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Docks & harbors construction

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Brief about Docks and harbours

Publicado en: Ingeniería
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Docks & harbors construction

  1. 1. DOCKS & HARBOURS CONSTRUCTION Presentation by – Madhura S. Deshpande 1427002
  2. 2. Basic terms • Dock: the enclosed area provided for berthing ships to keep them afloat at a uniform level to facilitate loading and unloading is called the dock. • Harbour: The sheltered area of the sea in which vessels could be launched, built or repaired, or could seek refuge during storm time and provide loading and unloading facilities of cargo and passengers is called harbour.
  3. 3. Harbour • It is a sheltered area • Used for loading and unloading of cargo • Vessels are also built, repair and launch • It protects ships naturally or artificially from fury of sea • Ships, boats, and barges can seek shelter from stormy weather, in navigable waters well protected naturally or artificially • Situated along sea shore or river estuary or lake or canal connected to sea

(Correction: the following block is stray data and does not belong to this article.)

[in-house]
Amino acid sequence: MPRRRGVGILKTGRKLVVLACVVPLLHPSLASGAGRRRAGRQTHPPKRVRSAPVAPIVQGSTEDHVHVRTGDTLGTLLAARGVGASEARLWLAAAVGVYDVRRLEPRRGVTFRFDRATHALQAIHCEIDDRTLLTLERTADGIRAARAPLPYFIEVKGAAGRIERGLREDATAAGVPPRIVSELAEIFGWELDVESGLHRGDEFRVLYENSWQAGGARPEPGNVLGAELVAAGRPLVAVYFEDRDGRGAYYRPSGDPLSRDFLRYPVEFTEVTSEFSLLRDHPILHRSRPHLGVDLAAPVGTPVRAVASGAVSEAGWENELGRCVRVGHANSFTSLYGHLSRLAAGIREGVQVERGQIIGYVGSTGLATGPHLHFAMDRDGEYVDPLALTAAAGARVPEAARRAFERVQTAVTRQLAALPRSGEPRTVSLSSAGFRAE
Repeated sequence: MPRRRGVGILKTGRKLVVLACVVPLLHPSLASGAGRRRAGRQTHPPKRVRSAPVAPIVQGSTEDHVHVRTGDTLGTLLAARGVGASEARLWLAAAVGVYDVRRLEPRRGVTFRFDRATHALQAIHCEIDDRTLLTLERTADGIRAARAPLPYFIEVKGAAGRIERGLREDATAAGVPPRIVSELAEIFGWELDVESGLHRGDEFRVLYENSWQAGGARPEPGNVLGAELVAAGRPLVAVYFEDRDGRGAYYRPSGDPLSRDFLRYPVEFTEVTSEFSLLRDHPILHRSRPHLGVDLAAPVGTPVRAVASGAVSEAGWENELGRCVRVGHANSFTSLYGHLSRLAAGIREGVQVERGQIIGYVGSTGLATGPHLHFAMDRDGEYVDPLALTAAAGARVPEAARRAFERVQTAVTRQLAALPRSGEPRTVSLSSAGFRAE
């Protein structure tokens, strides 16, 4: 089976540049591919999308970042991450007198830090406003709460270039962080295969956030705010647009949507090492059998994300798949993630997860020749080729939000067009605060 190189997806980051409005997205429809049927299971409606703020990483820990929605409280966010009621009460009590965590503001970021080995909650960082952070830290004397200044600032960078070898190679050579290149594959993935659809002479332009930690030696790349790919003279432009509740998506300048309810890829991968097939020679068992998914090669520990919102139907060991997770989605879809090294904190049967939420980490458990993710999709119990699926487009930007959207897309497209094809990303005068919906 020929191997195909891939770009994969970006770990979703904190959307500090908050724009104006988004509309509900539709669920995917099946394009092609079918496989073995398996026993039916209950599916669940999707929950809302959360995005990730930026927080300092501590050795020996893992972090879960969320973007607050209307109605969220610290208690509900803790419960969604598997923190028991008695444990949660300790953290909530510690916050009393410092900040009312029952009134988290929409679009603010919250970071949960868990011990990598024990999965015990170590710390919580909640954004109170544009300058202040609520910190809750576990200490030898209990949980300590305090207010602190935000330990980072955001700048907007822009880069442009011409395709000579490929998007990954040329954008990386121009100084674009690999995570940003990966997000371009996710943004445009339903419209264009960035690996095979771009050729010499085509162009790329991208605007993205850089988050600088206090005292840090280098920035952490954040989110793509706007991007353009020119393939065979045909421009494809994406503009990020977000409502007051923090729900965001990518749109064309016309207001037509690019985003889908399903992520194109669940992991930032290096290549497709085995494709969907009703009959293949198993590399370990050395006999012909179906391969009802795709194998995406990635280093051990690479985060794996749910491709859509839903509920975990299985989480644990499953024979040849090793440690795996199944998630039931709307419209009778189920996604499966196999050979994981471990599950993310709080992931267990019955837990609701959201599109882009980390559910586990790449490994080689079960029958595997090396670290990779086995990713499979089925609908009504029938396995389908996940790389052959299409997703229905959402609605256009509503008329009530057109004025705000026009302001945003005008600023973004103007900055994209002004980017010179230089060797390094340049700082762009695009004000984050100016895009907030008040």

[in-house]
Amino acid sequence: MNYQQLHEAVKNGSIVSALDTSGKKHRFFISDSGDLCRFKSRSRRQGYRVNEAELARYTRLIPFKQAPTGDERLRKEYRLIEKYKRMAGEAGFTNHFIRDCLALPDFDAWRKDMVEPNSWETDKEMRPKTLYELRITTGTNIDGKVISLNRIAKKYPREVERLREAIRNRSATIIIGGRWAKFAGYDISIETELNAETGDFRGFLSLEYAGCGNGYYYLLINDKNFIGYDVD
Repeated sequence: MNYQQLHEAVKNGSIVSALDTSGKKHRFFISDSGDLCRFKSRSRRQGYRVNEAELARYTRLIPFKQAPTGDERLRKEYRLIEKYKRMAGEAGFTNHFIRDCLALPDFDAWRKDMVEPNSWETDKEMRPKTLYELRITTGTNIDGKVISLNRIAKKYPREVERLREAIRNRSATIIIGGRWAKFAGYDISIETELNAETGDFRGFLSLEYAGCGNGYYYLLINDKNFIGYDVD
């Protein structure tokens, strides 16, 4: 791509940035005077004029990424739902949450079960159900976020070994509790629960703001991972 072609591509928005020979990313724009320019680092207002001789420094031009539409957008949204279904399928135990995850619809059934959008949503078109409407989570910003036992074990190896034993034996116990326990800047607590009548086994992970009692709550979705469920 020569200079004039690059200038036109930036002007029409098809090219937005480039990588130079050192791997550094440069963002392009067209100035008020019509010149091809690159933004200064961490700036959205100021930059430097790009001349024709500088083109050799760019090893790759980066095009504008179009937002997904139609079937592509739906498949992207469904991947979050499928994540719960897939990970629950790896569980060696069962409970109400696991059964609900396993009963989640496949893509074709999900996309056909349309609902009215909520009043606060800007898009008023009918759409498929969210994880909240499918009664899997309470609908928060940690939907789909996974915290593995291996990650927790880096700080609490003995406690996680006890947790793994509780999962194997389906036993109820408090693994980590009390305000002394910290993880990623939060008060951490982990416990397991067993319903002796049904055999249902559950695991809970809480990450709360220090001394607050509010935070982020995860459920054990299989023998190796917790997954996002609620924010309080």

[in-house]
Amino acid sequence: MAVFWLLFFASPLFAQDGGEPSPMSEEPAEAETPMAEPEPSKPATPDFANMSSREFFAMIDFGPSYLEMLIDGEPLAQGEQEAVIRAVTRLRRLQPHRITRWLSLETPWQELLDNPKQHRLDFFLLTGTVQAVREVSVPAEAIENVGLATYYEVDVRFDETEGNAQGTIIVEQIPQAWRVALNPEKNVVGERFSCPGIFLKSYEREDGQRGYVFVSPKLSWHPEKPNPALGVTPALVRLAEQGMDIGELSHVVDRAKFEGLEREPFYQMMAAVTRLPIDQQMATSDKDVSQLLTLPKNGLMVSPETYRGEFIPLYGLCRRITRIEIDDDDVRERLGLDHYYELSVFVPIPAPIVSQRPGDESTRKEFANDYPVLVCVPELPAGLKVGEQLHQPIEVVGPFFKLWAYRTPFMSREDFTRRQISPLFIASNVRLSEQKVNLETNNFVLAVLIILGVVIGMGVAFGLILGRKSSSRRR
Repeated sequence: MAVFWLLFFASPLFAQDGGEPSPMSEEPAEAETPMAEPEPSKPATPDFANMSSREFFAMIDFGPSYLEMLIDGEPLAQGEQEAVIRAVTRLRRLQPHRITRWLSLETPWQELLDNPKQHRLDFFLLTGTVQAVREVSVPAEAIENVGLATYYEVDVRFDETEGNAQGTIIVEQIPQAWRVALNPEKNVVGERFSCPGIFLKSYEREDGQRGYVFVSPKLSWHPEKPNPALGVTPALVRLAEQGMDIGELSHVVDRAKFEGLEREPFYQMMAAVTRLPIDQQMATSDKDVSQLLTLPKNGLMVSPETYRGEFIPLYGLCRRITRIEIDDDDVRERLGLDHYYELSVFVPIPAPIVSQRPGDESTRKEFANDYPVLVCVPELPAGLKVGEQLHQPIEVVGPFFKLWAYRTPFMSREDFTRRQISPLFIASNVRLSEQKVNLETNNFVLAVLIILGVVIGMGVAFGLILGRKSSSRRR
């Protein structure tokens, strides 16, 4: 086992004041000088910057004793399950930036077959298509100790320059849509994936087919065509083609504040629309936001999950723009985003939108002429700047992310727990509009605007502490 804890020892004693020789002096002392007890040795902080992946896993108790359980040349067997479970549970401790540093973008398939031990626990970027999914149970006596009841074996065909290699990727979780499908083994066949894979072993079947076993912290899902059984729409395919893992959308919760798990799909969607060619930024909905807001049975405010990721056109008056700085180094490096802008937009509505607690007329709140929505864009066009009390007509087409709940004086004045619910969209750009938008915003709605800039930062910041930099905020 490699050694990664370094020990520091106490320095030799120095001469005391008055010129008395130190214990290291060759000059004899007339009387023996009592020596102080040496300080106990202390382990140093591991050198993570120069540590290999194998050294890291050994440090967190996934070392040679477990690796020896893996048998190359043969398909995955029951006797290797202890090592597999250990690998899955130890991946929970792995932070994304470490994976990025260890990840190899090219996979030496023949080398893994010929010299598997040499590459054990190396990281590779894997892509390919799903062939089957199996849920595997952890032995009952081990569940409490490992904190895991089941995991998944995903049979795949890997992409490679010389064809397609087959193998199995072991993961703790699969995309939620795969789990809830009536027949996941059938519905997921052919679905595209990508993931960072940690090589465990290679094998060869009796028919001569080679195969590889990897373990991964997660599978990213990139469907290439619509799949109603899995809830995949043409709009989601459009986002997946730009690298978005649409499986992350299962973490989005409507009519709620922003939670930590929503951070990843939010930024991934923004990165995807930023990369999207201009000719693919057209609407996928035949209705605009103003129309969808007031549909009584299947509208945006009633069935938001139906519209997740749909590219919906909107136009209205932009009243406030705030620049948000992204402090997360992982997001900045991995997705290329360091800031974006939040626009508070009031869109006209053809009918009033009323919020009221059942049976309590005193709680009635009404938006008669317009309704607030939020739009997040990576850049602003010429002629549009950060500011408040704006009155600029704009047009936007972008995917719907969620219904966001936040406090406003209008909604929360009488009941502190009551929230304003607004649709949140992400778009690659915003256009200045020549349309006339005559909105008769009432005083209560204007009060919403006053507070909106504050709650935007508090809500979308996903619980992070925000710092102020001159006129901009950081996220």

4. 4. Classification of harbour • Artificial harbour Man-made harbour Deliberately constructed break waters, sea walls , jetties, and also dredging is done there Requires maintenance by periodic dredging Ex. Madras harbour
  5. 5. Artificial harbour
  6. 6. Natural harbour • It is protected form storms and waves by prominence of land • Consist of part of body of water which is protected and deep enough for anchorage
  7. 7. Semi- natural harbours • The ones who are protected on sides by land and require man- made protection only at entrance • Ex. Vishakhapatnum port
  8. 8. Classification based on function to be performed 1. Harbor of refuge- used for ships in storms or emergency condition. good anchorage and safe and easy access from the sea. 2. Commercial harbor- Facilities for loading and unloading of cargo are provided.
  9. 9. Harbour of refuge Commercial harbour